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GenX: What Is Nafion, And Why Is It In The Water

Vince Winkel
More chemicals have been found in the Cape Fear River.

The N.C. Department of Environmental Quality this week urged Chemours to stop discharging two additional chemical compounds into the Cape Fear River. EPA scientists told the state they have identified two compounds they are calling Nafion byproducts 1 and 2.

The following is a written statement from the North Carolina Department of Environmental Quality, released Thursday, August 31. 


The compounds were identified in the company’s waste stream by a U.S. Environmental Protection Agency preliminary analysis, shared this week.

DEQ is looking at all legal options to stop the discharge.

EPA scientists told the state they have identified two compounds they are calling “Nafion byproducts 1 and 2” in Chemours’ waste stream and that estimated concentrations of these compounds are not decreasing.

The new information is the result of the EPA’s analysis of water samples submitted by DEQ to the EPA’s lab in Research Triangle Park. Information about the presence of the Nafion byproducts comes from preliminary analysis of water samples gathered by DEQ at Chemours’ wastewater discharge outfall near Fayetteville and finished drinking water at the Sweeney Water Treatment Plant in Wilmington. Scientists at the EPA lab are conducting further analysis of the water samples.

Preliminary results shared by the EPA this week also include three perfluorinated compounds that along with GenX were previously identified in the Cape Fear River by a 2016 study by the EPA and N.C. State University.

Estimated concentrations of these three perfluorinated compounds dropped significantly, similar to GenX levels after the company stopped discharging GenX. For that reason, state and federal officials believe the three perfluorinated compounds were part of the same wastewater discharge that included GenX and was stopped.

The accuracy of the laboratory analysis for the five chemicals included in the EPA’s preliminary results is more uncertain than those available for GenX because calibration standards for these chemicals are not commercially available. EPA is using new non-targeted screening methods to develop concentration estimates for these five chemicals. With non-targeted screening, researchers are able to test for and identify chemicals present, rather than testing to see if a particular chemical is present. This is different from the more commonly known targeted screening, which is when researchers identify what they are looking for in the water and then test for those specific things.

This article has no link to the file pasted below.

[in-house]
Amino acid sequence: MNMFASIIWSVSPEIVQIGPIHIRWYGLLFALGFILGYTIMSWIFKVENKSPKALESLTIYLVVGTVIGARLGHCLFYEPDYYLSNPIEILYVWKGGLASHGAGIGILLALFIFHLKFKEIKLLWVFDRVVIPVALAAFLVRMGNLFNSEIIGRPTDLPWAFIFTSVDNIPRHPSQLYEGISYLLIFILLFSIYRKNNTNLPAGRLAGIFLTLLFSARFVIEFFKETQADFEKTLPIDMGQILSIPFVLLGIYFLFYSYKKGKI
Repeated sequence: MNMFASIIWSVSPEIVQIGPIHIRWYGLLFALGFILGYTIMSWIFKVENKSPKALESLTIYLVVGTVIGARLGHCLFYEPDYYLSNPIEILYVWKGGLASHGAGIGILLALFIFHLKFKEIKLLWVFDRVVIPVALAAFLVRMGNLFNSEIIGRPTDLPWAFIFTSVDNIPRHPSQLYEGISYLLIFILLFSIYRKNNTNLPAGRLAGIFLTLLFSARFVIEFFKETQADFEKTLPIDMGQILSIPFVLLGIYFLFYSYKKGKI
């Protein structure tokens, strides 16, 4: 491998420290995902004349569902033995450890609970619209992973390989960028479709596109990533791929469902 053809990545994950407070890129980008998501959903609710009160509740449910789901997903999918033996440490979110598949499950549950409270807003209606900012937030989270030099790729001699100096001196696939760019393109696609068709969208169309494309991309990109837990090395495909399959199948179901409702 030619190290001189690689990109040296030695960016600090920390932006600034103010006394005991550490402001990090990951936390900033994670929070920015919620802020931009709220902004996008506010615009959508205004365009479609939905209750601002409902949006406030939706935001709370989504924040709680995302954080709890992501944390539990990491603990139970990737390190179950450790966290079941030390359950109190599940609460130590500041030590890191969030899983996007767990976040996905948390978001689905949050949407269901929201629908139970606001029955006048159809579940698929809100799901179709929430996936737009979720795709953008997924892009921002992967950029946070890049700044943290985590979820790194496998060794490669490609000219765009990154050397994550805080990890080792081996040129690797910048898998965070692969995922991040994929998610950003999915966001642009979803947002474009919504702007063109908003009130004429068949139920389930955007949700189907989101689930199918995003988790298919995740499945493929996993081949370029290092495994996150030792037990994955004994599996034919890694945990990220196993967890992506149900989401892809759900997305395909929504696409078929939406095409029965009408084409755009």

Little is known about the health effects of any of the five compounds—Nafion byproducts 1 and 2 or the three other perfluourinated compounds – included in this week’s analysis from the EPA.

Public health experts with DHHS used available studies to establish a health goal for GenX. Since the GenX discharge stopped, concentrations of GenX have dropped well below the state health goal of 140 parts per trillion.

No similar health studies have been identified for the Nafion byproducts or the other three perfluorinated compounds analyzed by the EPA, so DHHS is unable to establish a health goal for them at this time.

“I know how frustrating it is to all of us that we have very little scientific information about these unregulated, emerging compounds,” said Mandy Cohen, secretary of the N.C. Department of Health and Human Services. “We continue to work with the Environmental Protection Agency, the Centers for Disease Control and Prevention and other scientists to get more information as quickly as possible.”

As part of the ongoing investigation, DEQ requested that the EPA analyze water samples for GenX and other unregulated chemical compounds included in the 2016 study conducted by the EPA and N.C. State University. Among those chemicals are the perfluorinated compounds the EPA reported this week.

The EPA also chose to analyze the water samples for the Nafion byproducts based on a separate prior study by the federal agency. Specialists with the EPA’s lab in Research Triangle Park conducted the analysis using new technology and methodology and looked at water samples collected by DEQ over a six-week period starting June 19.

DEQ will review all this information as part of its investigation and the agency’s review of Chemours’ application for a new wastewater discharge permit.   

The EPA informed state officials this week that it is working on a report that will include concentrations of other compounds at multiple sampling locations over multiple weeks.

As with the results for GenX, DEQ will make public test results for all the compounds when final data is available.